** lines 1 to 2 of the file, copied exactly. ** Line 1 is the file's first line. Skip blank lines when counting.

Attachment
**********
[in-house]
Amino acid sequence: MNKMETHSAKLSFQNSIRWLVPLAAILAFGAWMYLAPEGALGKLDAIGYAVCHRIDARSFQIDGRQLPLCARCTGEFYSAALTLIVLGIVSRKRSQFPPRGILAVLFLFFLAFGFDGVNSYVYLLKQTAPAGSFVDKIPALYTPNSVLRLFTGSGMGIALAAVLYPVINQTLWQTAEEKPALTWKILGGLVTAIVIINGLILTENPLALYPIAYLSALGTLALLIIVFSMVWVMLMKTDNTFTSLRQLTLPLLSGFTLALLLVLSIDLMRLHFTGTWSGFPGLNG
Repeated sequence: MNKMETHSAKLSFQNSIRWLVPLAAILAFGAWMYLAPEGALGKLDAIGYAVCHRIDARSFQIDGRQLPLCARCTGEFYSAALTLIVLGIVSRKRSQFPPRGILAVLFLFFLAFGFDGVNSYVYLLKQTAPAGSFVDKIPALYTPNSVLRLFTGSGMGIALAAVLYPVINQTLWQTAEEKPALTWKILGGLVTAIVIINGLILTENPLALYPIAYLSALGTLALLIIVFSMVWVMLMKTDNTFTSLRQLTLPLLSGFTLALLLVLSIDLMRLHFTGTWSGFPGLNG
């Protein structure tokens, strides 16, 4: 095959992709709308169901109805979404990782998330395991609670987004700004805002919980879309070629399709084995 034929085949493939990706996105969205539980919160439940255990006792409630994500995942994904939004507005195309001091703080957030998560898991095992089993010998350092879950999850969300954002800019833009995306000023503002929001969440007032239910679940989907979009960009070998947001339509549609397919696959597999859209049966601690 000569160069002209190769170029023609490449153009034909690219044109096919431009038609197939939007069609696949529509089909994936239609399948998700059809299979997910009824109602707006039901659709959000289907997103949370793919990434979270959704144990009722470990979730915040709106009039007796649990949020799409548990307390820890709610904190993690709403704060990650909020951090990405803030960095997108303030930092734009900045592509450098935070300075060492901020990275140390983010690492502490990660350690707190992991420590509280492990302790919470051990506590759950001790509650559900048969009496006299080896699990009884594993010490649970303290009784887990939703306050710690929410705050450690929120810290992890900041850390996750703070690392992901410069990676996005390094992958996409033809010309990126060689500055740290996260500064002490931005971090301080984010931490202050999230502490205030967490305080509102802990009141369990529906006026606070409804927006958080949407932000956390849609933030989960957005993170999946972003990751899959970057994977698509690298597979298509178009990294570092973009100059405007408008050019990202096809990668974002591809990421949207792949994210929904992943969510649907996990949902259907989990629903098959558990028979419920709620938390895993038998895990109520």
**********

[in-house]
Amino acid sequence: MNKMETHSAKLSFQNSIRWLVPLAAILAFGAWMYLAPEGALGKLDAIGYAVCHRIDARSFQIDGRQLPLCARCTGEFYSAALTLIVLGIVSRKRSQFPPRGILAVLFLFFLAFGFDGVNSYVYLLKQTAPAGSFVDKIPALYTPNSVLRLFTGSGMGIALAAVLYPVINQTLWQTAEEKPALTWKILGGLVTAIVIINGLILTENPLALYPIAYLSALGTLALLIIVFSMVWVMLMKTDNTFTSLRQLTLPLLSGFTLALLLVLSIDLMRLHFTGTWSGFPGLNG